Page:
I'm glad this article came out though because I started questioning whether it was just me or some flawed testing. I thought the whole new EPA measures of fuel economy were supposed to be a more real world mix with things like highway driving being 70 mph.

It bears repeating: The EPA mileage figures are not meant to be a predictor of what fuel mileage you will get with a car. While it's possible to duplicate the EPA mileage if you match their test pattern exactly, personal driving habits and vehicle maintenance patterns will alter the mileage you get.

The EPA mileage is meant to assist you in choosing between vehicles. If one car is rated at 20 mpg and another at 25 mpg, then you know to expect about 25% more mileage out of the second car. This could mean you get 19 mpg instead of 15 mpg. Or it could mean you get 30 mpg instead of 24 mpg. The EPA isn't trying to tell you what mpg you're going to get. They're trying to tell you the ratio of mileage you should expect from the two vehicles.


RE: Ford Focus
By BioHazardous on 12/6/2011 8:18:48 AM , Rating: 2
quote:
It bears repeating:


Then it also bears repeating that the new EPA testing standards were supposed to be more realistic with real world driving, not less as they appear to be from my tests.


RE: Ford Focus
By Dr of crap on 12/6/2011 10:26:43 AM , Rating: 2
The real problem is that you SPENT money on a new car, you didn't say if the Jetta needed replacing, to get better mpg's. You would have to get real high mpg numbers to save enough on fuel to justify what you just did, let alone the fact that you BELEIVED the EPA sticker would be exactly what you would get mpg wise.

You would have been better off keeping your old car even at $4 gallon gas!


RE: Ford Focus
By BioHazardous on 12/6/2011 11:24:36 AM , Rating: 2
You're making this an issue about money, and it's not. My buyer's remorse isn't because I spent money on a new car, it's that my new car doesn't come close to the advertised fuel economy. People can sit here and say it's an estimate and not to be expected all day long.. that doesn't change the fact that my Jetta actually achieved its advertised fuel economy and was tested with methods less realistic than the latest methods my new Focus should have been tested to.

I still have my Jetta and am driving it now. It's my winter car now.

I also did a shorter roadtrip earlier this year to a state park about 70 miles away and averaged 55-65mph and still got only 33 mpg.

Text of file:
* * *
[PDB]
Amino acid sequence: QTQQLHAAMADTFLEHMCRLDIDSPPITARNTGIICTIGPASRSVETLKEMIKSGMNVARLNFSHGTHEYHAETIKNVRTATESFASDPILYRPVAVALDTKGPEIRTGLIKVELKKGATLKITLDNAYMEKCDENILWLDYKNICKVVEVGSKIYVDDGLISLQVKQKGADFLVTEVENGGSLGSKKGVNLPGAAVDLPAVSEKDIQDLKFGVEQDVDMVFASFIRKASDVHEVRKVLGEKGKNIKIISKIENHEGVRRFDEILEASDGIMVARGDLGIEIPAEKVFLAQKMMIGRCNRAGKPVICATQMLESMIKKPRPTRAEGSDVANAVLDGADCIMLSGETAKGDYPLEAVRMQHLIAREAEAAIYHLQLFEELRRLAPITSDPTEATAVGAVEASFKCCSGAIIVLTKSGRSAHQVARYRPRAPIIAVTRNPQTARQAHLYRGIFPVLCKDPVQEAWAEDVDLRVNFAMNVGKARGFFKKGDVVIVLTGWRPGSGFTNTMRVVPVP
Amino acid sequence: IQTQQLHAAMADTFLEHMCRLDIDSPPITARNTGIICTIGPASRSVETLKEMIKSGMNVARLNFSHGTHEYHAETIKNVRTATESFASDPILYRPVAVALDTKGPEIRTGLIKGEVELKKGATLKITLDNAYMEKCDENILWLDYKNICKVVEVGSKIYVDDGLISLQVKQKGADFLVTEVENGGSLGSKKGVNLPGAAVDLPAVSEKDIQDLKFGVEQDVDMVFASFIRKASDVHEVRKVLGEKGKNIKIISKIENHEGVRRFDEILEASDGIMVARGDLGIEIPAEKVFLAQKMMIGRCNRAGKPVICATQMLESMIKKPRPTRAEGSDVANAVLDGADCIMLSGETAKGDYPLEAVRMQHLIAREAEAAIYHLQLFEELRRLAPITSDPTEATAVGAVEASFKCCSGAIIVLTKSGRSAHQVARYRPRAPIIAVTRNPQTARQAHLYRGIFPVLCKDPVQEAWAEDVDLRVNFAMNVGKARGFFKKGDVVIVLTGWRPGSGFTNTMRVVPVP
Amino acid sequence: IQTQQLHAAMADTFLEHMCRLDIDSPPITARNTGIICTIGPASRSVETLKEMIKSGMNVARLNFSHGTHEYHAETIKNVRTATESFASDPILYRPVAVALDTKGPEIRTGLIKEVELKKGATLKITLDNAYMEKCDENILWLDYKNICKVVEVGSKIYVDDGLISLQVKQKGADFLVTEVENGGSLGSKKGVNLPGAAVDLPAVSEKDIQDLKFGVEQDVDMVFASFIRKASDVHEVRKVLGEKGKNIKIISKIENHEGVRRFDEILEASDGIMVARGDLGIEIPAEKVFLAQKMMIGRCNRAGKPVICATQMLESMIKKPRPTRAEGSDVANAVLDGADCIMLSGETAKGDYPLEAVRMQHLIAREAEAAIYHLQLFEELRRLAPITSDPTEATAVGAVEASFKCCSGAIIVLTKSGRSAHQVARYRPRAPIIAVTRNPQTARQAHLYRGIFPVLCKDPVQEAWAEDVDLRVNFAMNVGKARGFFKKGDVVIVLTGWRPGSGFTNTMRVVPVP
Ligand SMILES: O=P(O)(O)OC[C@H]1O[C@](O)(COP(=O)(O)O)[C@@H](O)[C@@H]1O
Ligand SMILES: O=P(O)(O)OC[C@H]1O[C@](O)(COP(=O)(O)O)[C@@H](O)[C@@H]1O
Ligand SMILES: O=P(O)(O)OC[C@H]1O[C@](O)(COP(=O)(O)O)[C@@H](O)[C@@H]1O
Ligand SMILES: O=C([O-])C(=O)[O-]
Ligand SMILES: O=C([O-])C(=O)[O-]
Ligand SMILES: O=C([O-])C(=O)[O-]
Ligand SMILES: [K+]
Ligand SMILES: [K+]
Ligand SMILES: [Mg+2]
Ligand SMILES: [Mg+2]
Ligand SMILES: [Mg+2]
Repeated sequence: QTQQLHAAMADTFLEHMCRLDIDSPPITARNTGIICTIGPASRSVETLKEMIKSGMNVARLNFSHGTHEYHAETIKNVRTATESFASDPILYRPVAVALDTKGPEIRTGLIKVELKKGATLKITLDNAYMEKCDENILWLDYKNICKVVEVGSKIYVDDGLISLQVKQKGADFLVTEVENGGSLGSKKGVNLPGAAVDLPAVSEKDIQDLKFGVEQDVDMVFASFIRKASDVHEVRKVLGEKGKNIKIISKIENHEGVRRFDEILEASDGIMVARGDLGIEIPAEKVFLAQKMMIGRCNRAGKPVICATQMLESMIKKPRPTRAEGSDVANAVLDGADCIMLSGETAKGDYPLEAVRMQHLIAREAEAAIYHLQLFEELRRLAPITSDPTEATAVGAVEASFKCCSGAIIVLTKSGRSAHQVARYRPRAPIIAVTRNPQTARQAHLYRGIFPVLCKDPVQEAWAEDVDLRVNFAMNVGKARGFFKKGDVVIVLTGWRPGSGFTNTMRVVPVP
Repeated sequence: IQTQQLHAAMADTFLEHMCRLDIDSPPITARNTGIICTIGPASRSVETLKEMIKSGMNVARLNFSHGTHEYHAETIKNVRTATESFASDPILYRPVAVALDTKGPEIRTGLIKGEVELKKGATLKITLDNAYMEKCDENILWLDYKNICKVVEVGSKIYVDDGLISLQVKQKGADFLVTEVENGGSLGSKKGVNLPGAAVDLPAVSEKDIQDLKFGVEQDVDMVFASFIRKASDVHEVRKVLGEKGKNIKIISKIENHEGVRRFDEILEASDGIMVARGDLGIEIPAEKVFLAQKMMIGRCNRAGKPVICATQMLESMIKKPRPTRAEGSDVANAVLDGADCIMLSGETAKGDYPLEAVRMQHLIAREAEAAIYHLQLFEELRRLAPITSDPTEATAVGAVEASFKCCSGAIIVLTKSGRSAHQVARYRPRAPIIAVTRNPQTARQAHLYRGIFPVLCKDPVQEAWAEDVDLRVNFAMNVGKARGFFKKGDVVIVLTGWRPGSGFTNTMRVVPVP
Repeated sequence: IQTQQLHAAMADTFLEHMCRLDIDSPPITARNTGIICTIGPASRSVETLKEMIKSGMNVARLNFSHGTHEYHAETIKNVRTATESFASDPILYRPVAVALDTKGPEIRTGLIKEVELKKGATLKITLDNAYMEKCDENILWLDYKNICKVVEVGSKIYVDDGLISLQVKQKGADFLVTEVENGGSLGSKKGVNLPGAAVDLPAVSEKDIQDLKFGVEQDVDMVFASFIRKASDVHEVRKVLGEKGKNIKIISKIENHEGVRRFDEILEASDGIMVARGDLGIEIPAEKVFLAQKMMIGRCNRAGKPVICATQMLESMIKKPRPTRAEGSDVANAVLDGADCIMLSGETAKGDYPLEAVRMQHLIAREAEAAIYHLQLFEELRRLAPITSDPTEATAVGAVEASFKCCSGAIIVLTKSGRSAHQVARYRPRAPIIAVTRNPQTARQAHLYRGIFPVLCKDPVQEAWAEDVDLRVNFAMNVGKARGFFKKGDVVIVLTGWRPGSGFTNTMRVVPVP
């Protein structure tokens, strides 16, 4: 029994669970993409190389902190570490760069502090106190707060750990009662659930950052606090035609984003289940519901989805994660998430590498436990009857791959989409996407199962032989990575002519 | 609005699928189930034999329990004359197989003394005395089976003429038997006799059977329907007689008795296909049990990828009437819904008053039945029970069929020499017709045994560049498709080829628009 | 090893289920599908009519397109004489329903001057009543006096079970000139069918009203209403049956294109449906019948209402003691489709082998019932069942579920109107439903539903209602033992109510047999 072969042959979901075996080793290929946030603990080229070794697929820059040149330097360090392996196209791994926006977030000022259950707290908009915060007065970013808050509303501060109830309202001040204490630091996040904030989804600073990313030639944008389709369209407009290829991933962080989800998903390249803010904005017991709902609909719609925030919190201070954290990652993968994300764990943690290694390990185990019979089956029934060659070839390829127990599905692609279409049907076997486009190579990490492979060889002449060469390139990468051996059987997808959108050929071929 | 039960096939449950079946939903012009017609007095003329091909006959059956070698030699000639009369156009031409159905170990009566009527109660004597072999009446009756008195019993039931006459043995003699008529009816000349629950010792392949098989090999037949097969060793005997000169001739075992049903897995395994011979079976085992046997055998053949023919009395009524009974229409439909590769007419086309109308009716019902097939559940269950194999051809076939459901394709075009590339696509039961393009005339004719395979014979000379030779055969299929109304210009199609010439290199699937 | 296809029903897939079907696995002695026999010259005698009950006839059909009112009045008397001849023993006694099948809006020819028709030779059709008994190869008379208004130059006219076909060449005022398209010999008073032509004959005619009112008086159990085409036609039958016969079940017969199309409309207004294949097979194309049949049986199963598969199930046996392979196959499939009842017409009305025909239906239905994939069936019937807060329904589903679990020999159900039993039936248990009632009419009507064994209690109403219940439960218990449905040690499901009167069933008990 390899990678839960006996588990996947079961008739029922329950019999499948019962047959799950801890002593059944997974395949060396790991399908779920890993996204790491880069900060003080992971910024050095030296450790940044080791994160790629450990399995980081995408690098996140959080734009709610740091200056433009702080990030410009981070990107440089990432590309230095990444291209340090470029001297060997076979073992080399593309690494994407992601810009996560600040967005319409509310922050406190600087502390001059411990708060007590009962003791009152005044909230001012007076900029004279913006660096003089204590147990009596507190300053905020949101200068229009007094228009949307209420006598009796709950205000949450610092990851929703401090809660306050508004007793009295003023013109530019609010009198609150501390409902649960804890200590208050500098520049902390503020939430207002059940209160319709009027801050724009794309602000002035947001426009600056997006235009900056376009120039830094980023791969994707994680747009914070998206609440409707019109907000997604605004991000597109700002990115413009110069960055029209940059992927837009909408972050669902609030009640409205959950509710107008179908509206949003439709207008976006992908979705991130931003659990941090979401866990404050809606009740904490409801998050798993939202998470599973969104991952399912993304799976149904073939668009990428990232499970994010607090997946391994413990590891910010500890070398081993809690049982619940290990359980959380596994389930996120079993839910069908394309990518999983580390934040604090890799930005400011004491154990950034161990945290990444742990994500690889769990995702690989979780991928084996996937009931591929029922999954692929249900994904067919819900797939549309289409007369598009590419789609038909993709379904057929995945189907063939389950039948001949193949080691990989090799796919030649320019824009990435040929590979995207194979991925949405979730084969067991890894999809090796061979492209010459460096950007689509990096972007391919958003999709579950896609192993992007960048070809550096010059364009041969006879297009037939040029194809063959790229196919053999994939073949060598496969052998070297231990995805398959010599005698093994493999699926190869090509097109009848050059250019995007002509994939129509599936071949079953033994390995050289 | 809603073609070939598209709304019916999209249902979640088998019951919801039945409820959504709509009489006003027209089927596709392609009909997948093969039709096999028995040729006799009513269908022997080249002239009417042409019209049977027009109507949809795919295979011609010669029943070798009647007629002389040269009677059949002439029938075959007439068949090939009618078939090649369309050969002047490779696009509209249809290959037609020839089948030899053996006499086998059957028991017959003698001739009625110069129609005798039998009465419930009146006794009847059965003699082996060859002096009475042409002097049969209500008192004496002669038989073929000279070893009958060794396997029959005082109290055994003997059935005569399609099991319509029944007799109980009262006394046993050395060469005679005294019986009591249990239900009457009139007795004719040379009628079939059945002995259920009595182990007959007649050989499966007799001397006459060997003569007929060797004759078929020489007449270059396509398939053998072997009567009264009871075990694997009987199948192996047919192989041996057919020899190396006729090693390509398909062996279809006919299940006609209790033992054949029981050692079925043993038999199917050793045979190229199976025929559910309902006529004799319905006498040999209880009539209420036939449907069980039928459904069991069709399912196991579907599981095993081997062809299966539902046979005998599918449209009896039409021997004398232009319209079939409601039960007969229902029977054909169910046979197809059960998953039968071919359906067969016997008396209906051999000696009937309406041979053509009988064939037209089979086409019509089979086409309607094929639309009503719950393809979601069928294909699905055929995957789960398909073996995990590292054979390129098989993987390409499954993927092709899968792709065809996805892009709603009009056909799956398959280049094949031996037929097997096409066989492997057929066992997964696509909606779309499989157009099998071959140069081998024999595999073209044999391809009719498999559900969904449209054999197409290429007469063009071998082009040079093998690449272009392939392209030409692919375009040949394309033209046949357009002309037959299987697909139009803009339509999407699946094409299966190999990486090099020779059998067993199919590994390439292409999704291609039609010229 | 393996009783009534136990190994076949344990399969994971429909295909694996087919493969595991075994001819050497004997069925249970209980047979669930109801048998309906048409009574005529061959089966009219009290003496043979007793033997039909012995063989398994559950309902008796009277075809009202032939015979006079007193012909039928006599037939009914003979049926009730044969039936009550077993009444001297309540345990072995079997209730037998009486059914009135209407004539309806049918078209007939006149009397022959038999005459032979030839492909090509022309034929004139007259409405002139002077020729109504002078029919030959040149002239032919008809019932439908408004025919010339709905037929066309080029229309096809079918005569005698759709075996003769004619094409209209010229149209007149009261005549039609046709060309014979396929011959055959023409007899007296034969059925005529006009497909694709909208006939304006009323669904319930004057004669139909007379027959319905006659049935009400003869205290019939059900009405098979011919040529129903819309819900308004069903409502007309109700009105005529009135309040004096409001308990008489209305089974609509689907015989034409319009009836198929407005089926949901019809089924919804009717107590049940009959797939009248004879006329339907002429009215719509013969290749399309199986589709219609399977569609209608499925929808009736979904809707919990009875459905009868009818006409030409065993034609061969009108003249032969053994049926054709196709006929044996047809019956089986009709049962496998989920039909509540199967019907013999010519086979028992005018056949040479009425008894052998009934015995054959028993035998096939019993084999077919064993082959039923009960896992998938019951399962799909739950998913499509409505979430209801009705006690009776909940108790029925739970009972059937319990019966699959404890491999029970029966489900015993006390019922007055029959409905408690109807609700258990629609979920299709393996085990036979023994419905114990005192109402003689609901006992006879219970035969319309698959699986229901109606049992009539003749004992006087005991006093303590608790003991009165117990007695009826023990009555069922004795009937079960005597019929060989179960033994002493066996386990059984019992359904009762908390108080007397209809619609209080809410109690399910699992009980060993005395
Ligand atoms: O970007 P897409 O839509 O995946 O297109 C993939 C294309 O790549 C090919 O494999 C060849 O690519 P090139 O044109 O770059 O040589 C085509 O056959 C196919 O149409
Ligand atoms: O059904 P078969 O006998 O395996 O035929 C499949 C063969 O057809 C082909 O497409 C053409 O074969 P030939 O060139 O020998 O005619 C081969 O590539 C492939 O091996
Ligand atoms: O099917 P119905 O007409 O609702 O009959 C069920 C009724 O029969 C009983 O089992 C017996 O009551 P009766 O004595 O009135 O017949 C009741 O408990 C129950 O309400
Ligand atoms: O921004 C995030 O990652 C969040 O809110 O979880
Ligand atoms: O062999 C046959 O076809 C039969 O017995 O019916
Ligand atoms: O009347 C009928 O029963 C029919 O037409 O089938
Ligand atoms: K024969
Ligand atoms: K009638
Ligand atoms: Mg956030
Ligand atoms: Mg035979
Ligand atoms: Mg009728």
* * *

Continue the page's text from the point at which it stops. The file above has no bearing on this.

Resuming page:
RE: Ford Focus
By ElFenix on 12/6/2011 4:10:31 PM , Rating: 2
i think you've done something wrong with your calculations. there's practically no way that mixed driving can return better mileage than steady state highway driving at legal speeds.


RE: Ford Focus
By Targon on 12/7/2011 7:28:09 AM , Rating: 2
I also have a 2012 Focus(5-door SEL), and from what I have seen, at 60MPH, you can hit 40MPG, which goes down to 33MPG at 70mph. If you find a lot of your driving is in the 32-42MPH range, that will drive your fuel economy WAY up. Testing at 35MPH and no traffic lights or stop signs will have fuel economy going up over 50MPG.

My own average is between 31 and 35MPG daily, depending on the road conditions.

One thing to consider here is that if you have a car that has a weak engine, or a diesel, you will have an easier time getting those great fuel economy numbers. The 2012 Focus(not 2011 or earlier) has a 160 horsepower engine and holds the road VERY well. I may be a LITTLE biased as an owner, but compared to what you get with most other cars in the compact class, the Focus really is a good deal. Unless you went with a Titanium and lots of features to push the price upwards of $25,000, I can't see having buyers remorse here. Not everything is about fuel economy, and the Focus is pretty close to getting the advertised fuel economy. 28/38 for the S/SE trim, 27/37 for the SEL/Titanium trim.


RE: Ford Focus
By BioHazardous on 12/7/2011 9:56:05 AM , Rating: 2
I have the Titanium with everything on it except the backup camera.

I do alright with it for fuel economy driving to and from work with that mix of in town and short distances on the highway. I get about 30-31 mpg for the around town stuff which is why it's so frustrating to only get 32 mpg on the highway. It's not very difficult to do math at the pump, miles divided by gallons.. I do it every tank.